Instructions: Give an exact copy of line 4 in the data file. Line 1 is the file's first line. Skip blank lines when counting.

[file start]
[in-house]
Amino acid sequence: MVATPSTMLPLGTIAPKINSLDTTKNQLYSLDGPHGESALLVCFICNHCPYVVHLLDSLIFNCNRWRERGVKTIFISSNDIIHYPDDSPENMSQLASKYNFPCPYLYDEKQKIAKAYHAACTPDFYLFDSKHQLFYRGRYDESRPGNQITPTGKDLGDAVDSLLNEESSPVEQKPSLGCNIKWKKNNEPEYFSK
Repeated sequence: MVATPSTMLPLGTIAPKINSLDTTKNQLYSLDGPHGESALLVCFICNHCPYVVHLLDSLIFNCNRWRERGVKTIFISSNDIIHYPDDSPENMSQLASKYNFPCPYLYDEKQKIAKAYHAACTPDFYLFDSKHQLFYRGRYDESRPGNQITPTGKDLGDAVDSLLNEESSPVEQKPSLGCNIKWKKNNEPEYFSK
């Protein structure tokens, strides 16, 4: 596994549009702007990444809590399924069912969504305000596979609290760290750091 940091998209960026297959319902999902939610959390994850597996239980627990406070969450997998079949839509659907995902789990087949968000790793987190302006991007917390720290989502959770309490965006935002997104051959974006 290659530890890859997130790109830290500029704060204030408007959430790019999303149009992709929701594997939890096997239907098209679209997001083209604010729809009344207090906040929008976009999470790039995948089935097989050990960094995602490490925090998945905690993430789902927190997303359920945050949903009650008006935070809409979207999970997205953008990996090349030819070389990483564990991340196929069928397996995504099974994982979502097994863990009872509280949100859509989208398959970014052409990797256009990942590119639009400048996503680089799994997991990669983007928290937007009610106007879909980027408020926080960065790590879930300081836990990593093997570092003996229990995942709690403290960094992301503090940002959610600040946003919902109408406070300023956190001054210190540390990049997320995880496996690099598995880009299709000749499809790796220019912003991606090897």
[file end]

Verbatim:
């Protein structure tokens, strides 16, 4: 596994549009702007990444809590399924069912969504305000596979609290760290750091 940091998209960026297959319902999902939610959390994850597996239980627990406070969450997998079949839509659907995902789990087949968000790793987190302006991007917390720290989502959770309490965006935002997104051959974006 290659530890890859997130790109830290500029704060204030408007959430790019999303149009992709929701594997939890096997239907098209679209997001083209604010729809009344207090906040929008976009999470790039995948089935097989050990960094995602490490925090998945905690993430789902927190997303359920945050949903009650008006935070809409979207999970997205953008990996090349030819070389990483564990991340196929069928397996995504099974994982979502097994863990009872509280949100859509989208398959970014052409990797256009990942590119639009400048996503680089799994997991990669983007928290937007009610106007879909980027408020926080960065790590879930300081836990990593093997570092003996229990995942709690403290960094992301503090940002959610600040946003919902109408406070300023956190001054210190540390990049997320995880496996690099598995880009299709000749499809790796220019912003991606090897």